Fourth, regarding the relationship of sin and punishment, privation or deprivation is generally defined by the loss of original righteousness in the first sinful willing of Adam.  However, the subsequent absence of original righteousness resulted not in a passive state of mankind, but in an active resistance or rebellion against God, grounded in the defective nature.  Some Augustinian theologians ground the defect in human nature in the heart of man and describe it as the heart “being curved in on itself.”  Thus the privation of original righteousness results in an active or positive problem, sinful desire or concupiscence.  The result is, as the Protestant Scholastics termed it, an “actualized” or “active” privation.  It is not a “mere” privation (i.e. passive).

This privation is further distinguished as complete and incomplete privation.  Complete privation is ontological annihilation or privation of existence, that is, absolute privation.  Incomplete privation describes the partial privation or loss (of original righteousness) that results from sin.  The Fall resulted in a damaged human nature, a privation of original righteousness, which results in a defective willing of the good.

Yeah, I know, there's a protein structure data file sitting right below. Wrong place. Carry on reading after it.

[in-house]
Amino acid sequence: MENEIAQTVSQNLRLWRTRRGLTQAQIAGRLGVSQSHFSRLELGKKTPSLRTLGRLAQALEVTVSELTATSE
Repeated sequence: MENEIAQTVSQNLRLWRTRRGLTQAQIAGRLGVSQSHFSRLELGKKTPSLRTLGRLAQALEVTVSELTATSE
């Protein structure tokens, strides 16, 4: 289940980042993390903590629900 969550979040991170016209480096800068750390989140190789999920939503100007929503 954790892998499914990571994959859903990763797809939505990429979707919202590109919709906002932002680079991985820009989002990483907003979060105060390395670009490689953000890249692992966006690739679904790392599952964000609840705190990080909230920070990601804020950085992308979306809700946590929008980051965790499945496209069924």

Since God created all things ex nihilo, and they were all good, evil is not substance, but a defect in an existing substance.   Moreover, since evil is not a substance, it cannot be an efficient cause, but must be considered a “deficient cause.”   So in the Augustinian system, evil occurs when a rational being, made in the image of God, with innate capacities for knowing what is good, turns from the highest good to a lower good.  The Fall, then, was the turning from God as the highest good toward one’s self as the highest good.  The result is the heart and will directed to self.  And the will turned toward self, rather than God, is considered deficient, rather than efficient, as it represents an incomplete actualization of the will. Since the will is a faculty of human beings, designed by God to be fully content and actualized in Him, this deficient willing is a privation of the highest good, inclining to God, knowing and enjoying Him.